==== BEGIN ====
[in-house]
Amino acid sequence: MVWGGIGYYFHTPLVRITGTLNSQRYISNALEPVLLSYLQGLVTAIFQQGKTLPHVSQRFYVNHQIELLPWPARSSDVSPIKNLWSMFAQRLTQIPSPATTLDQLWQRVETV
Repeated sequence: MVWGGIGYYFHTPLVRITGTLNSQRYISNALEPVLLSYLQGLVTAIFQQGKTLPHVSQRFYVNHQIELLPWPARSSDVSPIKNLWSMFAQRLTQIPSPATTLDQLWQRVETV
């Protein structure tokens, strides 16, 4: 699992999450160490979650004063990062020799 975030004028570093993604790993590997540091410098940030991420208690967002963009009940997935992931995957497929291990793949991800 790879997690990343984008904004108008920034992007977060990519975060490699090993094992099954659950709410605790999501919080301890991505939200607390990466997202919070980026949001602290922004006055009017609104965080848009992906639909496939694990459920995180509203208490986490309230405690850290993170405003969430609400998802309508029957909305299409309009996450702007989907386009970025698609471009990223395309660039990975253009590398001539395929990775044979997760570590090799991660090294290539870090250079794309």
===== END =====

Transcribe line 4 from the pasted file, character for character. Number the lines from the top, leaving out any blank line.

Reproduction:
């Protein structure tokens, strides 16, 4: 699992999450160490979650004063990062020799 975030004028570093993604790993590997540091410098940030991420208690967002963009009940997935992931995957497929291990793949991800 790879997690990343984008904004108008920034992007977060990519975060490699090993094992099954659950709410605790999501919080301890991505939200607390990466997202919070980026949001602290922004006055009017609104965080848009992906639909496939694990459920995180509203208490986490309230405690850290993170405003969430609400998802309508029957909305299409309009996450702007989907386009970025698609471009990223395309660039990975253009590398001539395929990775044979997760570590090799991660090294290539870090250079794309």